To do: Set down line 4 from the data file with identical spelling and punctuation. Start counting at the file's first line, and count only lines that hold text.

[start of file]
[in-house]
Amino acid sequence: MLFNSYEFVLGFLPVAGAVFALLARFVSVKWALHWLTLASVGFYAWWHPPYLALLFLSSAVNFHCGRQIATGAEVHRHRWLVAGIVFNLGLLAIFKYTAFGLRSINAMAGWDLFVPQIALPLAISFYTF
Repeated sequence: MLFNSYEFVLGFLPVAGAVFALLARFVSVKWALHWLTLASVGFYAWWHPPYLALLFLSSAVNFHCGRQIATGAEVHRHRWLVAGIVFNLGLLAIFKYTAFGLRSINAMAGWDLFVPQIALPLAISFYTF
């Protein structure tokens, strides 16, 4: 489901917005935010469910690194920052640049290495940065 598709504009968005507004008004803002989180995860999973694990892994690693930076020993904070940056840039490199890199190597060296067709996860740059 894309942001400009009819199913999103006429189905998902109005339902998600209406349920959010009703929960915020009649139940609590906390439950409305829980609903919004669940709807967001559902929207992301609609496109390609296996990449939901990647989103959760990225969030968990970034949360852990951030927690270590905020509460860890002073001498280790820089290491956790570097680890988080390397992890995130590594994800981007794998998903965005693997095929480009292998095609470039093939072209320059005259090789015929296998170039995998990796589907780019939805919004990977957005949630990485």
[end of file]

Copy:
């Protein structure tokens, strides 16, 4: 489901917005935010469910690194920052640049290495940065 598709504009968005507004008004803002989180995860999973694990892994690693930076020993904070940056840039490199890199190597060296067709996860740059 894309942001400009009819199913999103006429189905998902109005339902998600209406349920959010009703929960915020009649139940609590906390439950409305829980609903919004669940709807967001559902929207992301609609496109390609296996990449939901990647989103959760990225969030968990970034949360852990951030927690270590905020509460860890002073001498280790820089290491956790570097680890988080390397992890995130590594994800981007794998998903965005693997095929480009292998095609470039093939072209320059005259090789015929296998170039995998990796589907780019939805919004990977957005949630990485």